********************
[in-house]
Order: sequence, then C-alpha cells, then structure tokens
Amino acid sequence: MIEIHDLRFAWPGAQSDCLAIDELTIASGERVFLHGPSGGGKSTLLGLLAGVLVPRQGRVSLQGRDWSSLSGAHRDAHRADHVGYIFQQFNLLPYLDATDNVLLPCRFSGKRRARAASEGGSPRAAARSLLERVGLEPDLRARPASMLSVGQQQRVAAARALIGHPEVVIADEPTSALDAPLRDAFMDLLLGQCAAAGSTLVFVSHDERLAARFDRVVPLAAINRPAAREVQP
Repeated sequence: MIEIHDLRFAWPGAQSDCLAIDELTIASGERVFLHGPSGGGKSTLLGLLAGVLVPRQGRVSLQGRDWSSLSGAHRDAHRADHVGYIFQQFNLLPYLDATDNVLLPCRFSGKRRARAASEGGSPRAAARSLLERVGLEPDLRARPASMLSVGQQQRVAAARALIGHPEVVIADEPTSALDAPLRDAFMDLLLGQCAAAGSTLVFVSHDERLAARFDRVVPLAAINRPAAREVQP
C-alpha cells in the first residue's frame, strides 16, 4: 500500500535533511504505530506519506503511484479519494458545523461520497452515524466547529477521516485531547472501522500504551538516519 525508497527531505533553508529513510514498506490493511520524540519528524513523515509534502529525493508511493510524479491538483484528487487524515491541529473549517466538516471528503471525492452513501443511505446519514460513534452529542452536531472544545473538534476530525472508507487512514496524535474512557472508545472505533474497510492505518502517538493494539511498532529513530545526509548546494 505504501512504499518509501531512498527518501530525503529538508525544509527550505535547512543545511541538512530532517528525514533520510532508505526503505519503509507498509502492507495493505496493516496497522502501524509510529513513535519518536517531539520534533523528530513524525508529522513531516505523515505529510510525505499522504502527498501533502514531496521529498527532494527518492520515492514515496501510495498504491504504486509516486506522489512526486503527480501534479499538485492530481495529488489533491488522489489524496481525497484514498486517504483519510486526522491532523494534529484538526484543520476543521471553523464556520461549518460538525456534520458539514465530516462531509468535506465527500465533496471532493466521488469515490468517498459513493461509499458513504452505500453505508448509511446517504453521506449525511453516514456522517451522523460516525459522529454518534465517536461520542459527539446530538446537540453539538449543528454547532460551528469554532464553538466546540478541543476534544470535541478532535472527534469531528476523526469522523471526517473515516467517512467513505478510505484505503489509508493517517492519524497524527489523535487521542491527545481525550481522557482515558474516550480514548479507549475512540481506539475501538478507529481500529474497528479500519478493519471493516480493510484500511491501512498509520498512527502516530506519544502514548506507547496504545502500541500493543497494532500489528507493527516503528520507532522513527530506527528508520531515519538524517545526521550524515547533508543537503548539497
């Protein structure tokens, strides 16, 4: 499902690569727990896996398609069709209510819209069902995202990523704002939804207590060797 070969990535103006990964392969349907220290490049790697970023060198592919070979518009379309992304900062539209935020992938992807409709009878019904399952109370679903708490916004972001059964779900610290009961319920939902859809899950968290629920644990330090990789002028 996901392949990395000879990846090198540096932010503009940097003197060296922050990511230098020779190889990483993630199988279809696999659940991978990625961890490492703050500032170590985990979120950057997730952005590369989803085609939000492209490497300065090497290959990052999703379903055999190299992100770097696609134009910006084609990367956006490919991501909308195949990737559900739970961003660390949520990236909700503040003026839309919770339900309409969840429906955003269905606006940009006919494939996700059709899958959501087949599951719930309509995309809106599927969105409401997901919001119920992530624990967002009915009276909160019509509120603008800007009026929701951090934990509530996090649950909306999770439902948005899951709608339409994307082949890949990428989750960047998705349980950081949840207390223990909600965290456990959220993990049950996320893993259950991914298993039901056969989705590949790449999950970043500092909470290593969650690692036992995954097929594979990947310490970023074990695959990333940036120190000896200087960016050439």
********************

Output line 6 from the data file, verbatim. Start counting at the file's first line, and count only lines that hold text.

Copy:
């Protein structure tokens, strides 16, 4: 499902690569727990896996398609069709209510819209069902995202990523704002939804207590060797 070969990535103006990964392969349907220290490049790697970023060198592919070979518009379309992304900062539209935020992938992807409709009878019904399952109370679903708490916004972001059964779900610290009961319920939902859809899950968290629920644990330090990789002028 996901392949990395000879990846090198540096932010503009940097003197060296922050990511230098020779190889990483993630199988279809696999659940991978990625961890490492703050500032170590985990979120950057997730952005590369989803085609939000492209490497300065090497290959990052999703379903055999190299992100770097696609134009910006084609990367956006490919991501909308195949990737559900739970961003660390949520990236909700503040003026839309919770339900309409969840429906955003269905606006940009006919494939996700059709899958959501087949599951719930309509995309809106599927969105409401997901919001119920992530624990967002009915009276909160019509509120603008800007009026929701951090934990509530996090649950909306999770439902948005899951709608339409994307082949890949990428989750960047998705349980950081949840207390223990909600965290456990959220993990049950996320893993259950991914298993039901056969989705590949790449999950970043500092909470290593969650690692036992995954097929594979990947310490970023074990695959990333940036120190000896200087960016050439």